This isn’t to say you can’t use social media to create engagement in the b2c environment (as Lego showed), but it does indicate that a b2c brand may be better advised to focus on the other type of engagement – i.e. the group drawn from all of your consumers, but defined by their desire at any given time, to actually say something about your brand. Rather inconveniently, what they usually want to say, or the conversations they might want to have, are rarely the type of conversations you might want to have with them, in public anyway. I.e. they will be asking questions (those questions again) such as “why isn’t this working?” or “when is the service going to be fixed?” or “why can’t you do this?”
Here is another example. At the moment I am doing some work with a large, international, media organisation. One of their stated objectives for social media, was to increase the size of their Facebook fan base. They also wanted to look at crisis management, specifically what to do when people wrote negative things on their Facebook pages. What we have done is challenge and unpick these objectives, recognising that people putting negative things on your Facebook page is only a crisis if you are trying to make your Facebook page a website – i.e. a destination to which you want to drive the maximum number of people, to receive highly crafted, one-to-many mass messages about the brand. If you set the page up as a place where people can come to critique your product (TV programmes in this instance), negative comments are not a crisis, they are indicative of successful customer service – provided that you deal with them correctly.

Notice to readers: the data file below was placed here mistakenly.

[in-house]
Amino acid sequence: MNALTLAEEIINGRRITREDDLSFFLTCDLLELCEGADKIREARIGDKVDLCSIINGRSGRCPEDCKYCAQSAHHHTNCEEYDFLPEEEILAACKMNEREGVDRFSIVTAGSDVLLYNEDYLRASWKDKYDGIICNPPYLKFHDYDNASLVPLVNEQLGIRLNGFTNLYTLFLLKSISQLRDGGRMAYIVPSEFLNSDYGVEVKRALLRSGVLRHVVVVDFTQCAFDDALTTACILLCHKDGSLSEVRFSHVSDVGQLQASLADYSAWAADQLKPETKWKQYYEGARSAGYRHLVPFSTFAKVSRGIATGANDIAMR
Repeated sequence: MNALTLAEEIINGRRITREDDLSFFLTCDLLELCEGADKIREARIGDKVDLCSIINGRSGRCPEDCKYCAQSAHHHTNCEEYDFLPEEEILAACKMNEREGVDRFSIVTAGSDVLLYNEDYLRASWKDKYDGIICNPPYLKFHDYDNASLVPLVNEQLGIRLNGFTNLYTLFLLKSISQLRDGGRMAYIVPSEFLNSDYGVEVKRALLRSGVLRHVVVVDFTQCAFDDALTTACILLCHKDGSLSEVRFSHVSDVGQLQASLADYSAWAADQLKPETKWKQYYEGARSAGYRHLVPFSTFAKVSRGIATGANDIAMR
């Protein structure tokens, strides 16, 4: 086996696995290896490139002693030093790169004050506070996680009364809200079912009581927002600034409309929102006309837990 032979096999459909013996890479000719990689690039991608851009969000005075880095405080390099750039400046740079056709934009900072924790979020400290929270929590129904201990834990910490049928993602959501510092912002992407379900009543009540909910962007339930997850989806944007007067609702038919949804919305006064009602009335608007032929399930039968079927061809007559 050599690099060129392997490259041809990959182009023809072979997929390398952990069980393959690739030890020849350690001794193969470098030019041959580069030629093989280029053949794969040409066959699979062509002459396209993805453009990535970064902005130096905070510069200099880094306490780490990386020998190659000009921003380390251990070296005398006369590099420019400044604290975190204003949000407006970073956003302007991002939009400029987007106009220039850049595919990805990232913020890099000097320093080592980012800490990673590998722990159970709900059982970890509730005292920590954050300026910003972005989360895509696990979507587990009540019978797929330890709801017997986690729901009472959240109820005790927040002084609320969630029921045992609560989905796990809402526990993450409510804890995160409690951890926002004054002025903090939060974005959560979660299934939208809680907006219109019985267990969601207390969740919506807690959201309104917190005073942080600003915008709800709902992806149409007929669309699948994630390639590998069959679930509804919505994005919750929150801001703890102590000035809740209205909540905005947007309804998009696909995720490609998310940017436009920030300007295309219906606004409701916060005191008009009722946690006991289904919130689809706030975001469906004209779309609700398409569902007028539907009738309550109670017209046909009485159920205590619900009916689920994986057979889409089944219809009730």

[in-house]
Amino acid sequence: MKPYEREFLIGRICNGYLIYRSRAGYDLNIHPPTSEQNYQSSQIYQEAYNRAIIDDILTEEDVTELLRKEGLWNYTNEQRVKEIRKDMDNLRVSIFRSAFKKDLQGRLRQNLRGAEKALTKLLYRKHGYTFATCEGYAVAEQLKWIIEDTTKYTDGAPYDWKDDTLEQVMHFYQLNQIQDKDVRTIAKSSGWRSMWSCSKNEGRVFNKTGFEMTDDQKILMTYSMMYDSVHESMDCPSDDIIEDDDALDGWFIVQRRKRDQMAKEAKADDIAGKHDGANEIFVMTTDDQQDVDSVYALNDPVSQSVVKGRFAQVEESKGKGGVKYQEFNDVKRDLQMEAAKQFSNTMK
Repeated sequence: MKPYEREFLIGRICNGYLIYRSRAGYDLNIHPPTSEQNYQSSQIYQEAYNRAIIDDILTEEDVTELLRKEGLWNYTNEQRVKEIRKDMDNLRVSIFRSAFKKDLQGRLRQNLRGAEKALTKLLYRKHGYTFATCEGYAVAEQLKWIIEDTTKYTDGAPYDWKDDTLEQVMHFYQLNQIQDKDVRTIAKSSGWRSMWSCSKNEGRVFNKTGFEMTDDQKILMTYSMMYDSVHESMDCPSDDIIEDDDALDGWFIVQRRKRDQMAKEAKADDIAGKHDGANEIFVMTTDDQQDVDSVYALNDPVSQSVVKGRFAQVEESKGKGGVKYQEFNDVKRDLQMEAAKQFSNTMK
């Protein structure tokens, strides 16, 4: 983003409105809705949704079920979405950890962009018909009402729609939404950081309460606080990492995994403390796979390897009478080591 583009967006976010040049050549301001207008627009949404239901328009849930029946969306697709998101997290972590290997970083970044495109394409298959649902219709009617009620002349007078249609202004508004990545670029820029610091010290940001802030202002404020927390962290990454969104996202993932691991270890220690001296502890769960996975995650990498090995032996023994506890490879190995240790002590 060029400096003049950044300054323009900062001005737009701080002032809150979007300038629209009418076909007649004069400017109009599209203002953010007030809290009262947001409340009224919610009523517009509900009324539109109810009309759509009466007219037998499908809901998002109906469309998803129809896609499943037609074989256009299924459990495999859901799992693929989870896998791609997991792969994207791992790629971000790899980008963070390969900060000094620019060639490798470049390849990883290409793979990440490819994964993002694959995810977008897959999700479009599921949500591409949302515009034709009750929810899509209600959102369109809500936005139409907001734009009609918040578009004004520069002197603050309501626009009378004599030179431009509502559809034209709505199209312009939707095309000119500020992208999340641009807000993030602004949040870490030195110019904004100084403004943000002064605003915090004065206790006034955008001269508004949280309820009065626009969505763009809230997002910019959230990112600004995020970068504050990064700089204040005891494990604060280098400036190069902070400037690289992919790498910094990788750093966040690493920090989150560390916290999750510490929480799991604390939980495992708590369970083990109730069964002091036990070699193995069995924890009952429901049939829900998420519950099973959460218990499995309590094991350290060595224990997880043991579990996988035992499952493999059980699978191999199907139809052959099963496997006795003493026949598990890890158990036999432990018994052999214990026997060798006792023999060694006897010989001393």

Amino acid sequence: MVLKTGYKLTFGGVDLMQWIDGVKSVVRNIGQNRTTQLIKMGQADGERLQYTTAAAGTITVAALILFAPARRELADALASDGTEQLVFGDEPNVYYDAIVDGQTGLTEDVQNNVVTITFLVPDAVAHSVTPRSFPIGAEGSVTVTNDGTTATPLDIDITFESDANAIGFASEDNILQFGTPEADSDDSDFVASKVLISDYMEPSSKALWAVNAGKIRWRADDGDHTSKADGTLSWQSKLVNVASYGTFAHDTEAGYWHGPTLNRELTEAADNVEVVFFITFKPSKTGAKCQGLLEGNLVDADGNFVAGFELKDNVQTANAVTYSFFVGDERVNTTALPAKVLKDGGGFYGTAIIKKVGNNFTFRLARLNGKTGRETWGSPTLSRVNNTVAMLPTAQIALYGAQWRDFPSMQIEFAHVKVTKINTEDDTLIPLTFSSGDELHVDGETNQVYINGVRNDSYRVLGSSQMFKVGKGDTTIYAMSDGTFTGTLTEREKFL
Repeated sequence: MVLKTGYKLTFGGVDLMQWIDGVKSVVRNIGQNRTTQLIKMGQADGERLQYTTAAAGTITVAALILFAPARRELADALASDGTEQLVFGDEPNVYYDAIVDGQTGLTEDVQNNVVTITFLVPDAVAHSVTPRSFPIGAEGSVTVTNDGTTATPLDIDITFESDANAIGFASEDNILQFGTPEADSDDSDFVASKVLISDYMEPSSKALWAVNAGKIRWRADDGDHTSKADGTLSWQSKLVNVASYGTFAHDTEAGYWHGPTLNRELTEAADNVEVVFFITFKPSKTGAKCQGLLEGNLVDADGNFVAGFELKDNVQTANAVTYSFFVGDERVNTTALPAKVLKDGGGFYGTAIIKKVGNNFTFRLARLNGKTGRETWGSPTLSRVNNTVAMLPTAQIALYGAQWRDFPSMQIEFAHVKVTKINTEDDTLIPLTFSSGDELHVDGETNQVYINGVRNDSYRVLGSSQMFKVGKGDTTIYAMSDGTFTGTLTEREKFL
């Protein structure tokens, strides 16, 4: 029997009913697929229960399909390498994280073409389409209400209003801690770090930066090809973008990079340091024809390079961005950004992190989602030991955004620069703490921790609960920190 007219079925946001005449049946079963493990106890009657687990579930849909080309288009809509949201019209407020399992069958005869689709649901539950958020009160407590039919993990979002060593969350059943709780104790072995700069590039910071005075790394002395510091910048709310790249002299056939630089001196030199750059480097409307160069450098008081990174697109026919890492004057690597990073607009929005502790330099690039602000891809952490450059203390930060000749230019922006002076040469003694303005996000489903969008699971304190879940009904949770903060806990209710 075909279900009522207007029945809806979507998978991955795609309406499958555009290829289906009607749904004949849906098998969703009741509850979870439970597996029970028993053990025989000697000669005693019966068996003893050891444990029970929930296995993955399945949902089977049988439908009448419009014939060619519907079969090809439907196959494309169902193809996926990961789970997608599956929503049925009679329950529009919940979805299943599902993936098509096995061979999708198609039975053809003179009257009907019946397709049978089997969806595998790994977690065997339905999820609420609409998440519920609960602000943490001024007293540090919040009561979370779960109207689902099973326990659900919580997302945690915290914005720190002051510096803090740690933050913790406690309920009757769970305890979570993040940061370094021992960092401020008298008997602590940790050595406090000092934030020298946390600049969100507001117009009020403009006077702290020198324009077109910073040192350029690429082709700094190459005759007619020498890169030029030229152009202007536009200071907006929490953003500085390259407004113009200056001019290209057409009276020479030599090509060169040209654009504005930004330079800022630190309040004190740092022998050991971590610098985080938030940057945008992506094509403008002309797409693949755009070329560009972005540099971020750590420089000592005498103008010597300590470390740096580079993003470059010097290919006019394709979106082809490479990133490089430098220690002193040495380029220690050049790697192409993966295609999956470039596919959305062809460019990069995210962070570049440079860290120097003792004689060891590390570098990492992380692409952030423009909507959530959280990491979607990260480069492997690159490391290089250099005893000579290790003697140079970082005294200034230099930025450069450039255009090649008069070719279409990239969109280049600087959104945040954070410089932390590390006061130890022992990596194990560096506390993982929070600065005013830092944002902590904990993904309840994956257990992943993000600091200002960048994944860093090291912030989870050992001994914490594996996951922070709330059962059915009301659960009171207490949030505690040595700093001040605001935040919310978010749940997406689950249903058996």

It is interesting to study how customer service and complaint work in social media. In at least nine times out of 10, you will find that what starts as a vitriolic rant about a product or service, ends-up very amiably, even if the original problem wasn’t fixed. Once people discover that they are not dealing with a remote, inflexible, arrogant, anti-social organisation, their whole perspective changes. They re-appraise the whole terms of engagement that they have with that organisation, once they know that it is available to talk to them at the times and in the places of their own choosing (not at the times and places of the brand’s choosing).